On this day in 1944, a future Medal of Honor recipient is born. Exactly 24 years later, James H. Monroe was awarded the Medal on what would have been his birthday! Unfortunately, Monroe never lived to see the day. Instead, his family received the Medal on his behalf.
Did you know that we have at least one Medal recipient with the same name as a United States President? When a middle school in Wheaton was named for Pfc. Monroe, the school staff wanted to make sure there was no confusion.
Monroe Middle School’s namesake is a selfless young soldier who fought in Vietnam, not the former President.
“When you walk in the building, it goes without saying you know who the school is named for,” the school principal told a local newspaper a few years ago. “That is actually an example of a selfless act, and we try to incorporate it in any way we can.”
Monroe was a graduate of Washington and Lee University who’d been drafted to serve in Vietnam. Despite being drafted, he was ready to serve. In fact, his best friend remembers him as “gung ho.” He was “very upbeat, and at that time the war wasn’t as unpopular as it became, and he was doing okay with that.”
Monroe had been serving there for only four short months when tragedy hit.
His platoon had been deployed on a night ambush when the soldiers were hit with a grenade attack. Small arms fire was heavy, but Pfc. Monroe crawled through the fire to the first foxhole that had been hit. He was a medic, and it was up to him to help. Unfortunately, all the soldiers in that foxhole had already been killed. Monroe continued on. Others were calling for help.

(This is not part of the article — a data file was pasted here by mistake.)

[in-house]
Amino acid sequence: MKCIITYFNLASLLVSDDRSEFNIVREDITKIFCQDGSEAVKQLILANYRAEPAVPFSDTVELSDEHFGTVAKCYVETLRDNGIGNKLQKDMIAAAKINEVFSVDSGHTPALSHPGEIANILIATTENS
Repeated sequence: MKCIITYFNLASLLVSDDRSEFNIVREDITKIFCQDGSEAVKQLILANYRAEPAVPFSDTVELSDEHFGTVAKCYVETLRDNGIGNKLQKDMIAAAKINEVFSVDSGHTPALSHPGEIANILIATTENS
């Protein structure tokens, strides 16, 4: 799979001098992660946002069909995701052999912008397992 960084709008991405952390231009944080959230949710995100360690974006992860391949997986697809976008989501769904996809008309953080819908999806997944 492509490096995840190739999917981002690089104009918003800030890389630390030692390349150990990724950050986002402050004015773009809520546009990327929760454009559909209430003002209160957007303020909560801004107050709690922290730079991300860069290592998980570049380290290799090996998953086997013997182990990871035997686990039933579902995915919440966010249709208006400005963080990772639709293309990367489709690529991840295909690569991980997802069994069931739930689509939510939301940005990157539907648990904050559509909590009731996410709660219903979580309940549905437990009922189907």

When he arrived at the platoon sergeant’s position, he found that the radio operator there was badly injured. As he administered aid, he saw a live grenade fall directly in front of the position. “He shouted a warning to all those nearby,” his Medal citation describes, “pushed the wounded radio operator and the platoon sergeant to one side, and lunged forward to smother the grenade’s blast with his body.”
Needless to say, Pfc. Monroe didn’t survive. However, he is credited with saving the lives of at least two men and preventing serious injury to several others.
Monroe was then only 22 years old.
Interestingly, the other James Monroe—our fifth President—also nearly lost his life fighting as a soldier in the American Revolution. The future President was badly wounded and nearly killed during George Washington’s famous Christmas-time attack on Trenton. He was then only 18 years old.
The latter Monroe has gotten all sorts of attention in history textbooks because he was elected President. The former Monroe has been all but forgotten by the same textbooks.
And yet both gave their all when called upon by their country to do so.
1st Cavalry Division Association website: James H. Monroe
John Rutherford, Fallen but not forgotten: Pfc. James Monroe, NBCnews.com (Oct. 30, 2008)
Matt Hanley, Aurora-born soldier’s story highlighted in magazine of national VFW, The Beacon News (January 25, 2009)
Medal of Honor citation (James H. Monroe, 10/17/1968)